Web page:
The provost will also “assess practices and policies to ensure that faculty equity and inclusion work is valued and supported,” including providing financial support for DEI faculty initiatives and lightening the course load among faculty who engage in specific DEI work at the college.
The liberal arts school “sharpened” its focus on DEI in 2015, and student-led strikes in 2020 further inspired initiatives for changes in this area. These strikes, which took place in the wake of George Floyd’s death in 2020, were aimed at promoting diversity, equity, and inclusion at an institutional level and lasted for approximately two weeks in November.
According to the “Strike Conclusion Statement,” the protests were “a response to the legacy of trauma and anguish and the historic lack of sympathy, true proactivity, and response from the College.”
“From the beginning,” it reads, “Black students have always pushed the College forward not out of want but out of existential need, continuous deliberation, tedious diligence, and painful patience. We continuously bear not only that burden but the burden of guarding and ensuring our own survival, person, and humanity in college and the broader systems we find ourselves within, outside of academia.”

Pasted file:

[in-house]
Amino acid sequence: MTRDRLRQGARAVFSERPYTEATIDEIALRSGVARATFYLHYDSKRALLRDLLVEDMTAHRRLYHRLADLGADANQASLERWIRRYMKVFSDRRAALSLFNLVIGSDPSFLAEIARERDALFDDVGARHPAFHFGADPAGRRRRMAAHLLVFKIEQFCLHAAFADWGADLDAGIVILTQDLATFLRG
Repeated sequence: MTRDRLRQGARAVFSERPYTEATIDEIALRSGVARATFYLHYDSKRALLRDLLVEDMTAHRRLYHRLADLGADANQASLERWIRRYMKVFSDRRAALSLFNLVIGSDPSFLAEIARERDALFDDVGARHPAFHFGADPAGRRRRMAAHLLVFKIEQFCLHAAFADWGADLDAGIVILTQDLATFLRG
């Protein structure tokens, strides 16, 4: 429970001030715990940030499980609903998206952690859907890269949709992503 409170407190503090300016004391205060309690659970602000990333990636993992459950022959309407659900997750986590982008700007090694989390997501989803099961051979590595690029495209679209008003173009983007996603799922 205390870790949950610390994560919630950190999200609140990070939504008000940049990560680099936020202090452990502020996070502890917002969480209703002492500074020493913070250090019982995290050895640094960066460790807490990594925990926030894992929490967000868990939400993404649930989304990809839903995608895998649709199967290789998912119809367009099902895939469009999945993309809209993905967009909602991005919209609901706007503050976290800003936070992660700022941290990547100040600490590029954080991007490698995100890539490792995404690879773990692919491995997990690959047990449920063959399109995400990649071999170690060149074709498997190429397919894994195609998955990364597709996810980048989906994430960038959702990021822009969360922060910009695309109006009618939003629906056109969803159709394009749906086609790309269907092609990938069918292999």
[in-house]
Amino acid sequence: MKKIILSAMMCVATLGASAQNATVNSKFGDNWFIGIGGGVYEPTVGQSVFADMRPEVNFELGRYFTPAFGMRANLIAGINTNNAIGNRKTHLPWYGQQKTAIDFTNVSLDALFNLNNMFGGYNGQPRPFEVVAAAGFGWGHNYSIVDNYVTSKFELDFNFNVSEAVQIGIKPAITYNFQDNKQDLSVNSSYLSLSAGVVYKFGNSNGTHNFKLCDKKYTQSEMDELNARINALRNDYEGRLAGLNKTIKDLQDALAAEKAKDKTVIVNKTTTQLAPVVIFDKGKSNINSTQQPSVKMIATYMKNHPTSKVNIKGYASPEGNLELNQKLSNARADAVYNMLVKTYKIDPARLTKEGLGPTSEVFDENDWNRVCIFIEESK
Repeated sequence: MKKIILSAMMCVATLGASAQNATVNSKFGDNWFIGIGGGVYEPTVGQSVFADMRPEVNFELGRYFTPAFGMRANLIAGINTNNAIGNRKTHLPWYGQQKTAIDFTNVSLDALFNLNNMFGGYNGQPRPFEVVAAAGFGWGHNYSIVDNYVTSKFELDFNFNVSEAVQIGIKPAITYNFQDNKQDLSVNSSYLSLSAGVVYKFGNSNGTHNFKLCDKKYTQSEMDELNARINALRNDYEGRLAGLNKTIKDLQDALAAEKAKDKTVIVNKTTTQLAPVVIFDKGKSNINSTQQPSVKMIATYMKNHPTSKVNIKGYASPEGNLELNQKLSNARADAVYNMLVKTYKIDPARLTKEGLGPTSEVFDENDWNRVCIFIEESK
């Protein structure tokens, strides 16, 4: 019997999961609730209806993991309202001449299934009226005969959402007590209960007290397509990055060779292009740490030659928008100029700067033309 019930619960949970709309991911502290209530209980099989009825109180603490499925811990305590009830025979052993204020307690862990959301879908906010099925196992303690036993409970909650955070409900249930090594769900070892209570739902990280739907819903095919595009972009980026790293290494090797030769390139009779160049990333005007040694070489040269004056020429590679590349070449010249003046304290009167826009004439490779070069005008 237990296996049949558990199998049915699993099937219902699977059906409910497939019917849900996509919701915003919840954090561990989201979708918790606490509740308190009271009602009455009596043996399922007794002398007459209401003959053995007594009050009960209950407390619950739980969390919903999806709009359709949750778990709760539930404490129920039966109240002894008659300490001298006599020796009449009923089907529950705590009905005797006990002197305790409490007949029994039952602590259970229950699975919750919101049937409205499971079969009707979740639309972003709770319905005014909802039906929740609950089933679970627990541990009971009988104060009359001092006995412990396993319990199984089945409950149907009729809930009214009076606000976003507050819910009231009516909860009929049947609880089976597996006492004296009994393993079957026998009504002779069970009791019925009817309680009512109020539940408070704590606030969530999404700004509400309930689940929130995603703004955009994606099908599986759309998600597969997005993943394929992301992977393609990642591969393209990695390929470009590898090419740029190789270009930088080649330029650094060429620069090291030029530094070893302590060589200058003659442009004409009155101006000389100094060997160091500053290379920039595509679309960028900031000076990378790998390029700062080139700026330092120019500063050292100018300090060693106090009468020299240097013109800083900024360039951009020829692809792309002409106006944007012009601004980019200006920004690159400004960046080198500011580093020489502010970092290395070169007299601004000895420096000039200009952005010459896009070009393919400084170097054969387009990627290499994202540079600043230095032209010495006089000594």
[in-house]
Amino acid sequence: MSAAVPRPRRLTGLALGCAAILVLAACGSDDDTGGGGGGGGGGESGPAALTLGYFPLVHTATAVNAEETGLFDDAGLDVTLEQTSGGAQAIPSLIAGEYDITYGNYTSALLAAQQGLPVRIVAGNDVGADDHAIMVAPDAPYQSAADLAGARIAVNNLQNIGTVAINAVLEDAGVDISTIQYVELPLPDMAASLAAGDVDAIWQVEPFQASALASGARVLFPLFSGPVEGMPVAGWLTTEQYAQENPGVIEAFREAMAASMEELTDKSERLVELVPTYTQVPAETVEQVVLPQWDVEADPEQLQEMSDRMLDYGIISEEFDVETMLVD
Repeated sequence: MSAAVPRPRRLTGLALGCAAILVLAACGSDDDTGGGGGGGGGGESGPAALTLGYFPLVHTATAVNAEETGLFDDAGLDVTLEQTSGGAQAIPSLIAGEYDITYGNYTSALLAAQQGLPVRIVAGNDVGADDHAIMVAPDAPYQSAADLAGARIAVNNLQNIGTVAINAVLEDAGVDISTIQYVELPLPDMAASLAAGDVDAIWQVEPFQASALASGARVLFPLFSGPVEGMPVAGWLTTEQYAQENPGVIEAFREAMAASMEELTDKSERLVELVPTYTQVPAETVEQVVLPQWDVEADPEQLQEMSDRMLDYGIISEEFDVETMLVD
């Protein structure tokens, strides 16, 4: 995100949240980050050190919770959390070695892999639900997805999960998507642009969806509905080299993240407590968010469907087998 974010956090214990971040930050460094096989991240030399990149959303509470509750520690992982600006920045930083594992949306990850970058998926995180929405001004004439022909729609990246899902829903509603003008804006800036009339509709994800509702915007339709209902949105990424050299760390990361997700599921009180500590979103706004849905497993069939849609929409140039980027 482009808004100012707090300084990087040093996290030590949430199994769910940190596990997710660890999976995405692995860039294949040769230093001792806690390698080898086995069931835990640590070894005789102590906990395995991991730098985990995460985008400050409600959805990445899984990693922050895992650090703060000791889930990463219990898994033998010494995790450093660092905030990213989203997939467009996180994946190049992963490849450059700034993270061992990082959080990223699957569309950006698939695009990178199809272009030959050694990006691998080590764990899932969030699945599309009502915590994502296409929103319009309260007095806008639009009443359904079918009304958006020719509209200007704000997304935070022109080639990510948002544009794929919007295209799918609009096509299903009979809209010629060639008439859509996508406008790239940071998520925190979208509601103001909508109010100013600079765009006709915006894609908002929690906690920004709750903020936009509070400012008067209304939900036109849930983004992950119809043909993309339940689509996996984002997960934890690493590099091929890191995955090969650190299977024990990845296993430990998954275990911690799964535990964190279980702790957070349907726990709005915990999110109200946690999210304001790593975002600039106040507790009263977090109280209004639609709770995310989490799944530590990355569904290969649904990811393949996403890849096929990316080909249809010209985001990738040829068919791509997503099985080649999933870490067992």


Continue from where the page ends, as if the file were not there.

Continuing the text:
Notably, the statement also emphasized that “Despite the end of this strike, the strike is a state of being, a continuous movement for vigilance, activity, and empowerment to believe in oneself, to believe in each other, and to work towards disrupting these systems that perpetuate violence and inequities and creating anew with possibilities, potentiality, and place.”
After the strike, Bryn Mawr developed “a proactive, work-in-progress approach to frame higher-level goals and aspirations and actions to support these goals.”
The 2023-24 action plan follows up on additional changes instituted during the 2021-22 academic year, such as transparency on scholarship taxes for international students, a dean and adequate advising for undocumented students, and a “reparations fund” for black and indigenous students.
Many of these goals center around promoting a “more complete and nuanced” understanding of how power, privilege, and oppression are a part of and perpetuated by the college, and the college believes that this in turn will create an environment where all students feel a sense of both thriving and belonging.
These efforts to promote inclusivity may, however, “likely have the opposite effect for heterodox faculty and students,” McGuire told The College Fix via email.
“Rather than trying to open their campus to greater viewpoint and intellectual diversity, Bryn Mawr could be creating an even worse ideological silo in which heterodox thinkers and dissenters self-censor if they join the campus community at all,” he said.
“it is important to be a welcoming community that does not discriminate against people from different backgrounds,” he added. “It is unfortunate, however, to see so little emphasis on viewpoint and intellectual diversity in this plan, since those forms of diversity are critical to the free and open pursuit of truth that is central to a college education.”